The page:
It shouldn’t come as a surprise that Colombia is the world’s biggest producer of cocaine, providing around 80 percent of the whole planet’s supply. In true entrepreneurial spirit, mom and pop coke shops, or “kitchens,” pepper the countryside, churning out 345 tons of the white stuff last year alone. As a commercially-minded fellow who understands the pitfalls of a consumer-driven culture and the importance of production, I decided to spend a day as an apprentice with a cook in the Colombian village of San Agustin.
Although San Agustin is only 200 miles from where I was staying in Ecuador, getting there took me two full days. As is the norm in South America, my journey was colored with confusion and mishaps, including rain, mudslides, three-hour immigration lines, lack of tickets, unpaved mountain roads, and chicken buses with no suspension that came very close to cracking my tailbone.
When I arrived at my destination, however, all of those inconveniences seemed trivial. I was about to make some artisanal blow.
Some of the wildlife on Pedro's property.
The proprietor of the cocaine factory’s name was Pedro. He greeted me warmly on a portion of his property that served as a coffee farm, and told me our class would last about two hours.
After a perfunctory glance at Pedro’s coffee field, I was led up to his ramshackle house, and into his cocina.
A heap of fresh green leaves sat atop a canvas bag on the table. They were so fresh that the fields they were picked from must have been very close. Not wasting any time, Pedro put a razor sharp machete in my hand and told me to start chopping.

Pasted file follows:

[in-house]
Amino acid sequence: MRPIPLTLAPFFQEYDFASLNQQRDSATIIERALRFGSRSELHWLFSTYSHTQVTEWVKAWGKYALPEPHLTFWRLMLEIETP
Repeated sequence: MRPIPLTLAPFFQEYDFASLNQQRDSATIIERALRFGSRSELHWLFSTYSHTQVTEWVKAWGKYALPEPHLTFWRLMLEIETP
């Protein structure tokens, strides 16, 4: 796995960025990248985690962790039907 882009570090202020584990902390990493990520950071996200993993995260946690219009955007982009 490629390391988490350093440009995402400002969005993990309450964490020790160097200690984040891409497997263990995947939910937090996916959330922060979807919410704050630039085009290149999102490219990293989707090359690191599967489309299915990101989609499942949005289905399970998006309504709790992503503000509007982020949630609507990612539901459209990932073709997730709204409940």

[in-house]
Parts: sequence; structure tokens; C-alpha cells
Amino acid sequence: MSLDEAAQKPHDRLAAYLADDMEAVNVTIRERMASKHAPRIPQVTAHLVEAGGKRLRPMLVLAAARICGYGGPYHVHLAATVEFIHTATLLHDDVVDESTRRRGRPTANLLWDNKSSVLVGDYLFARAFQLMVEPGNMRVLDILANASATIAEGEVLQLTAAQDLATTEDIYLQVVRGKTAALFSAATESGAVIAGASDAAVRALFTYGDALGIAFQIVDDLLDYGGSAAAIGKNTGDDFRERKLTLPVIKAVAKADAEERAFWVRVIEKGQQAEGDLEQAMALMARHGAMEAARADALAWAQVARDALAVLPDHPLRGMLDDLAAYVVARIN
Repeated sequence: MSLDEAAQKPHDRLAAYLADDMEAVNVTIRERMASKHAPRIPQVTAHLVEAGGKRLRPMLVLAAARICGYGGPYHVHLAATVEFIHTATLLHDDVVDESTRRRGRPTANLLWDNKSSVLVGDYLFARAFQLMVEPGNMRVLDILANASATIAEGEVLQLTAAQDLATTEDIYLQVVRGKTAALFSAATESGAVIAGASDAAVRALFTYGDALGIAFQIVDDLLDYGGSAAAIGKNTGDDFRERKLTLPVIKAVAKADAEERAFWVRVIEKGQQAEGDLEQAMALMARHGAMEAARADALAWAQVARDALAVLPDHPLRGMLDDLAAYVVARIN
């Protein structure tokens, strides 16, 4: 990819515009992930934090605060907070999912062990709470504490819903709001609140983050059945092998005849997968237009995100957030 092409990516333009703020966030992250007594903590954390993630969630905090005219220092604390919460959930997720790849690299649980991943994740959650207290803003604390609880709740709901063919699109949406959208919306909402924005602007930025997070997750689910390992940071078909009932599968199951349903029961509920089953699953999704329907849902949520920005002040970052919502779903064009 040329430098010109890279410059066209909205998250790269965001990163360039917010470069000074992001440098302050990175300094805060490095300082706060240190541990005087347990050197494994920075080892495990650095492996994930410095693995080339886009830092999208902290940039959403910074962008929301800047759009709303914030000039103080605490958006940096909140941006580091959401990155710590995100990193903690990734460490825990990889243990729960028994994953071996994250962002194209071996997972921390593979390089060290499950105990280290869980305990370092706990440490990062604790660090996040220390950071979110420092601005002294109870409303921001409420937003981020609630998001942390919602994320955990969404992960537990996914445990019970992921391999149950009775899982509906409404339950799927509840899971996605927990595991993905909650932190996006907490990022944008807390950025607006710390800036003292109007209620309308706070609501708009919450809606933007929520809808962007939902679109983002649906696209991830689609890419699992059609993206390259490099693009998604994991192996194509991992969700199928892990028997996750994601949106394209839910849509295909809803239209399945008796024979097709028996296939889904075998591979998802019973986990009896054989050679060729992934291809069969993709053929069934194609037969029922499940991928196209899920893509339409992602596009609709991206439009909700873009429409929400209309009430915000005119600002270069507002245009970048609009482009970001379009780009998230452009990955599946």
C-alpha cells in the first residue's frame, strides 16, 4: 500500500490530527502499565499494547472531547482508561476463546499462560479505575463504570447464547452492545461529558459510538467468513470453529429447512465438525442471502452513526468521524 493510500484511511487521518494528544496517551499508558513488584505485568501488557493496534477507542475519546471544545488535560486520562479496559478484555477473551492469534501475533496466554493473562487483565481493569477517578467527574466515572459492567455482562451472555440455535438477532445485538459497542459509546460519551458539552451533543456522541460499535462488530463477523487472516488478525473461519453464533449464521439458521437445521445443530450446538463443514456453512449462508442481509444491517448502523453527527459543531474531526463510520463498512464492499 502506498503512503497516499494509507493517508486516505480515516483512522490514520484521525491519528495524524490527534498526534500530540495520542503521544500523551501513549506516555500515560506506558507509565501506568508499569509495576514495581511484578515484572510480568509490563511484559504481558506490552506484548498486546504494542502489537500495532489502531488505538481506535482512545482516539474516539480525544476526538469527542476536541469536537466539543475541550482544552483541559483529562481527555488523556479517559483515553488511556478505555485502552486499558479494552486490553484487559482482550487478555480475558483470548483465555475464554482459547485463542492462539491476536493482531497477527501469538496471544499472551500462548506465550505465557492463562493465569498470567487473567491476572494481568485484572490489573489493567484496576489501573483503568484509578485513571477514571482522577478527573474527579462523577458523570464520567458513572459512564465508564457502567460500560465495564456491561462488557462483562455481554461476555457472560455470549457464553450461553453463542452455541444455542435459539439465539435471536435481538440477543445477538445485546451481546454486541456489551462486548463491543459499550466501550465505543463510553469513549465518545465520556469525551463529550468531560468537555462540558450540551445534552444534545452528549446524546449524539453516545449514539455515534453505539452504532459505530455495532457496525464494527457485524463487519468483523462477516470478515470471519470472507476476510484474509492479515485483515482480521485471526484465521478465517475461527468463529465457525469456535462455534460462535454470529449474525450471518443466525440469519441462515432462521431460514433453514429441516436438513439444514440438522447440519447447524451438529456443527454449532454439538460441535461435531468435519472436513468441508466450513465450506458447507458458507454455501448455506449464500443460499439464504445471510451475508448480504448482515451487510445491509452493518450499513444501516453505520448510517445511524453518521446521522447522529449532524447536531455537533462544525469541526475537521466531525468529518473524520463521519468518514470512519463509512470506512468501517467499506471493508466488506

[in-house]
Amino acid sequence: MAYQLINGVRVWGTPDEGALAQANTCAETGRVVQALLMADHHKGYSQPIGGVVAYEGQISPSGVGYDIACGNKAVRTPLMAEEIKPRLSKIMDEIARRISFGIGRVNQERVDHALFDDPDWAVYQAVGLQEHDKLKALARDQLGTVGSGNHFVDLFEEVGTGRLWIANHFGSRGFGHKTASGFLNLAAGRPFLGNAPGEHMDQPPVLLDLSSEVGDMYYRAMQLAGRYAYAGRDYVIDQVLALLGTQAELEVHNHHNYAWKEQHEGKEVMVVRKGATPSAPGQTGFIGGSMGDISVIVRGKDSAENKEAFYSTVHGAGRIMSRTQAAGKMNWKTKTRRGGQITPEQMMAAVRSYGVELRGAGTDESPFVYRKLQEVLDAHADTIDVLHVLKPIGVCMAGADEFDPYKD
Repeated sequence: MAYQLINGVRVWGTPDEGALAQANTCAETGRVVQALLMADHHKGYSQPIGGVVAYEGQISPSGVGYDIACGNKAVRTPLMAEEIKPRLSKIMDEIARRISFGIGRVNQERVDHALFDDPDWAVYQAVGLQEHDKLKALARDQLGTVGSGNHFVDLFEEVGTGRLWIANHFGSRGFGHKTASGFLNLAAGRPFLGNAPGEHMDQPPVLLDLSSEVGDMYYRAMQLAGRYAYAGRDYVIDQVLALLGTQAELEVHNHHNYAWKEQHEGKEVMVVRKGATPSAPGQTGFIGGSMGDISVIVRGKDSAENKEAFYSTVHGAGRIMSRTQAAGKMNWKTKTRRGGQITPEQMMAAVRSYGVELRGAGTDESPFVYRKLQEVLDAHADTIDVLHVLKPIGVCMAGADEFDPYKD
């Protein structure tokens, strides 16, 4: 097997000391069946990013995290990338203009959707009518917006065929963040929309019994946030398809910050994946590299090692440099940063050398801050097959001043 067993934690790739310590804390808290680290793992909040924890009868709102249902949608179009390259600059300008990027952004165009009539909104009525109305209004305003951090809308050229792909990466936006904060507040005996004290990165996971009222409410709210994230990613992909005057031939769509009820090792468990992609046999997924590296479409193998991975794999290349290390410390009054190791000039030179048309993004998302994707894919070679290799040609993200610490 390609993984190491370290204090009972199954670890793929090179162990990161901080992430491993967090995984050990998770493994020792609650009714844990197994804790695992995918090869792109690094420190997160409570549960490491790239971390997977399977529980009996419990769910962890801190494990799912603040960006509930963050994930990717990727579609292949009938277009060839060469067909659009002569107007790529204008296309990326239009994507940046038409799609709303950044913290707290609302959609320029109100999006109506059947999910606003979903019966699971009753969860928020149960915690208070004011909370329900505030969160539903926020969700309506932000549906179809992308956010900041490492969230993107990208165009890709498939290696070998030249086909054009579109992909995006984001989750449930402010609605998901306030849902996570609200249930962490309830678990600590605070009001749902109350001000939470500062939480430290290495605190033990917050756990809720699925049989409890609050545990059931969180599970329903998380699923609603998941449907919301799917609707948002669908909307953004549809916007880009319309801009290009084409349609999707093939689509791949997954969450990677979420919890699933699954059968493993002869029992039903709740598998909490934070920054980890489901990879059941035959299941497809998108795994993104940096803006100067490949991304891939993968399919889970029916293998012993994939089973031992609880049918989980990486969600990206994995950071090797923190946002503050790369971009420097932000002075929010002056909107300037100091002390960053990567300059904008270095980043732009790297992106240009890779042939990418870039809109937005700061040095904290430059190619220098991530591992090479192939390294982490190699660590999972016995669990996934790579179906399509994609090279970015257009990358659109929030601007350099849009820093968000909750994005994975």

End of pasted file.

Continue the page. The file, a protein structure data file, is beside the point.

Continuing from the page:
Over vigorous hacking, Pedro’s story was revealed. He had learned his trade during eight years of service in a cocaine kitchen—a kitchen once visited by Pablo Escobar himself during a casual pickup of 70 kilos of pure cocaine, fresh off Pedro’s production line.
After the leaves were sufficiently minced, I was told it was time to add a binding agent. If he had asked me to guess what this agent would be, I would have said an egg, or something equally benign. I would have been wrong. Pedro pulled out a bag of cement, sprinkled it all over our wonderfully chopped leaves, and began to knead the dough by hand.
Next up was ammonia. Pedro found it particularly amusing when he shoved the bowl in my face and waited for me to breathe in. It felt like someone had spilled a giant bottle of smelling salts inside my brain.
After my heart restarted, Pedro explained that in the good old days they used to do this whole process with water. Unfortunately, the organic cocaine market never took off because the leaves need to soak in water for 15 days, which is far too long. The producers looked to expedite the process, and found that gasoline could be substituted, cutting down the waiting time substantially. With a flourish, Pedro dumped a whole bottle of super unleaded into the mix.
After waiting for the gasoline to work its magic, we added a bunch of hydrochloric acid and sodium bicarbonate. The acid, serves as an extractor, bringing out the cocaine hydrochloride as a solid, and the sodium bicarbonate increases the pH. After another short break we peeled back the frilly pillowcase Pedro had used to cover the mixing bowl to find little white rocks magically formed in the stinking liquid.
He fished them out and gave them a quick rinse, plopped them into some foil, and held them by a 60-watt bulb to help the last of the toxic juice evaporate.
Finally, Pedro whipped out his Swiss Army Knife and began expertly smoothing and chopping his creation into its final, pearly white, 100 percent pure state.
With the bouquet complete, I assumed the somber poise of a Parisian perfumer and sniffed my creation. Bobcat Goldthwait’s line from Blow captured the moment perfectly: “I can’t feel my face… I mean, I can touch it, but I can’t feel it inside…”